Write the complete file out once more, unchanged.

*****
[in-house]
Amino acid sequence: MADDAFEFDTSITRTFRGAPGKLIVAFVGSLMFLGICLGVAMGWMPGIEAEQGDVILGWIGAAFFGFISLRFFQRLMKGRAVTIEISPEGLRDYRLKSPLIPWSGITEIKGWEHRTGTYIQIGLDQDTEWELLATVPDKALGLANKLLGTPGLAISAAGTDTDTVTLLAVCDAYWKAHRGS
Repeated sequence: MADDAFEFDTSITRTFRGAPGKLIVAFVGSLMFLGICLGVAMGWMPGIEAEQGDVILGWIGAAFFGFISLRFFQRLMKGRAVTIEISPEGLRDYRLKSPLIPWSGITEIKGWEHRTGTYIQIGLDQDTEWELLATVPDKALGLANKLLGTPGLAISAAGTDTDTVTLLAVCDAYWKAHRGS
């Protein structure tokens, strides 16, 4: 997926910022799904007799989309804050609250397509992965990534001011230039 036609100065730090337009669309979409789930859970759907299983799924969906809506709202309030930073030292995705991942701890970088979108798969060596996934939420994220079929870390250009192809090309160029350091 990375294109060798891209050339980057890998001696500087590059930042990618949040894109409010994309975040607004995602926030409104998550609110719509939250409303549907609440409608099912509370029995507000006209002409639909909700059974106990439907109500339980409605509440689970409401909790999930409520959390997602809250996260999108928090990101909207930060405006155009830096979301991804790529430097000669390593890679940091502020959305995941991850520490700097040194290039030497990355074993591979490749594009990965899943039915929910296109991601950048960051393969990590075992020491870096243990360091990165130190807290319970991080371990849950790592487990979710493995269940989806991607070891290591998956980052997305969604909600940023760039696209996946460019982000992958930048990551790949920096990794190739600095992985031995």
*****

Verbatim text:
[in-house]
Amino acid sequence: MADDAFEFDTSITRTFRGAPGKLIVAFVGSLMFLGICLGVAMGWMPGIEAEQGDVILGWIGAAFFGFISLRFFQRLMKGRAVTIEISPEGLRDYRLKSPLIPWSGITEIKGWEHRTGTYIQIGLDQDTEWELLATVPDKALGLANKLLGTPGLAISAAGTDTDTVTLLAVCDAYWKAHRGS
Repeated sequence: MADDAFEFDTSITRTFRGAPGKLIVAFVGSLMFLGICLGVAMGWMPGIEAEQGDVILGWIGAAFFGFISLRFFQRLMKGRAVTIEISPEGLRDYRLKSPLIPWSGITEIKGWEHRTGTYIQIGLDQDTEWELLATVPDKALGLANKLLGTPGLAISAAGTDTDTVTLLAVCDAYWKAHRGS
């Protein structure tokens, strides 16, 4: 997926910022799904007799989309804050609250397509992965990534001011230039 036609100065730090337009669309979409789930859970759907299983799924969906809506709202309030930073030292995705991942701890970088979108798969060596996934939420994220079929870390250009192809090309160029350091 990375294109060798891209050339980057890998001696500087590059930042990618949040894109409010994309975040607004995602926030409104998550609110719509939250409303549907609440409608099912509370029995507000006209002409639909909700059974106990439907109500339980409605509440689970409401909790999930409520959390997602809250996260999108928090990101909207930060405006155009830096979301991804790529430097000669390593890679940091502020959305995941991850520490700097040194290039030497990355074993591979490749594009990965899943039915929910296109991601950048960051393969990590075992020491870096243990360091990165130190807290319970991080371990849950790592487990979710493995269940989806991607070891290591998956980052997305969604909600940023760039696209996946460019982000992958930048990551790949920096990794190739600095992985031995």